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Poets, prose and the promotion of culture

Three acclaimed poets are to hold an evening of poetry reading to showcase their talent and honour their native languages, Irish and Welsh

Ailbhe Darcy says the event is a great opportunity to put Irish and Welsh traditions in conversation with each other

The event will be held at The Flute and Tankard, just off Windsor Place, on Monday 3 December. Invited to read are two poets from Ireland, Celia de Fréine, who has received many awards for both her English and Irish work and Aifric Mac Aodha, who writes exclusively in Irish. Welsh poet Llŷr Gwyn Lewis, winner of the 2015 Wales Book of the Year Award in creative non-fiction, will also participate.

The event initially arose from a collaboration between two Irish associations, Poetry Ireland and Culture Ireland. They sponsor poetry readings in the UK through a program called Poets in the Cities and aim to promote Irish language, culture and tradition.

Ailbhe Darcy, the organiser of the event in Cardiff, decided to invite Llŷr to start a conversation on the similarities and differences between Welsh and Irish poetry. She explains, “One obvious similarity is this fact of bilingualism. Contemporary Irish poetry takes place in two languages, just like Welsh poetry.”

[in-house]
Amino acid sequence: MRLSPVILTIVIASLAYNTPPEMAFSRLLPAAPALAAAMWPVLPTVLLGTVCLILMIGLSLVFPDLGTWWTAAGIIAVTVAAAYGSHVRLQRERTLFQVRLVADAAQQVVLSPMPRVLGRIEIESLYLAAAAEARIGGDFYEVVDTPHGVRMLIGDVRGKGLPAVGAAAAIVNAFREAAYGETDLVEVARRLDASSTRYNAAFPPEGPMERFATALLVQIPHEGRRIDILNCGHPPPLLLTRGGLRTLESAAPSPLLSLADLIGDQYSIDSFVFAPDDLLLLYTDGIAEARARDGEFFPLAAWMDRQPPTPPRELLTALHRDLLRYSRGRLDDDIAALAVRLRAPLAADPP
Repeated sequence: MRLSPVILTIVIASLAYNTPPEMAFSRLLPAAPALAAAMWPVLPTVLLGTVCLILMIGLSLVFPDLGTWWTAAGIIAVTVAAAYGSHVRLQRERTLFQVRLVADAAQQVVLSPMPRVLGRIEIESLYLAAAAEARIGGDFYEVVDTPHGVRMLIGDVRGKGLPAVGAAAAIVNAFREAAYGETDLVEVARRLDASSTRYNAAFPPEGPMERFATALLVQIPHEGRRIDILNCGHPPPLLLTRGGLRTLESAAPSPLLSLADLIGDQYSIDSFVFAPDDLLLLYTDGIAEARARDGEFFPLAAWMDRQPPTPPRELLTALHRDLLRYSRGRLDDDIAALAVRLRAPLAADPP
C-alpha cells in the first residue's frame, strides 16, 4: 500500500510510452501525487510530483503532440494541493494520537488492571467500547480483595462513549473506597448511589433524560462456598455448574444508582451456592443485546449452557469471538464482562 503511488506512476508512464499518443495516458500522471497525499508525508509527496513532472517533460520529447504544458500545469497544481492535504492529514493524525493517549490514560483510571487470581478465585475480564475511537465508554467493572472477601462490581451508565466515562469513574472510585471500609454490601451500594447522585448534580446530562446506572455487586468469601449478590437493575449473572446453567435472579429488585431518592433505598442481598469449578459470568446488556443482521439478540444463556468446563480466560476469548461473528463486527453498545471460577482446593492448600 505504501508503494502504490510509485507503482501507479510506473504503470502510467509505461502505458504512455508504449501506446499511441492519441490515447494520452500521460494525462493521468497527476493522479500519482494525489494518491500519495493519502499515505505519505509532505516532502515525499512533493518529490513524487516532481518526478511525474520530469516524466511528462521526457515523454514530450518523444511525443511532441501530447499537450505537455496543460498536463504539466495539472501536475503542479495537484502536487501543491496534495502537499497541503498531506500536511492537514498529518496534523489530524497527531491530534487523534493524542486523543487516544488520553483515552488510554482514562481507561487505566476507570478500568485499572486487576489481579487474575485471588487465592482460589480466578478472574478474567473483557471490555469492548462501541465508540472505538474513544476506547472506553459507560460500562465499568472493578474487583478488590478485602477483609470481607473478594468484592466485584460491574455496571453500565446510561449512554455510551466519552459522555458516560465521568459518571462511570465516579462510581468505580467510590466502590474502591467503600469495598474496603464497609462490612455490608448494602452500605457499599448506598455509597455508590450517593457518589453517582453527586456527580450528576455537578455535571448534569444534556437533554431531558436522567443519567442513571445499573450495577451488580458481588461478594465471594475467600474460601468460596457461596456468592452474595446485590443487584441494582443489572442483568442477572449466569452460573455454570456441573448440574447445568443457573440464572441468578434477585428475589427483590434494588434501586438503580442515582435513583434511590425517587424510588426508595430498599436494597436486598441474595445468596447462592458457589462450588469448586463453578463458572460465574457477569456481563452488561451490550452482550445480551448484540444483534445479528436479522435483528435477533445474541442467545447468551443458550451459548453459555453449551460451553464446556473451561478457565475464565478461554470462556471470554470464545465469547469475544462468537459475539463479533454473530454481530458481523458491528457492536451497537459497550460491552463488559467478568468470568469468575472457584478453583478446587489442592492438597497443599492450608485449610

But she says that the poetry may also belong to two very separate traditions, influenced by different environments. “I’m interested in how these brilliant thinkers approach questions like these about language, nationality and tradition,” she says.

The event poster shows the three poets in the same boat

The poetry will be mostly read in either Irish or Welsh, with some English translations available. Llŷr says you don’t have to understand the words to appreciate them, “Poetry is close music and it can be listened to in the same way,” he says, “For example, with Cynghanedd verses, alliterations and rhyme are very important and everyone can hear those sounds.”

Ailbhe, who is herself an Irish poet living in Wales, says the best poetry provokes new thought in listeners and poems in different languages may do this in unexpected ways.

She hopes the event will interest many people, “It might even lead to some new poetry!”

 

 

 

 

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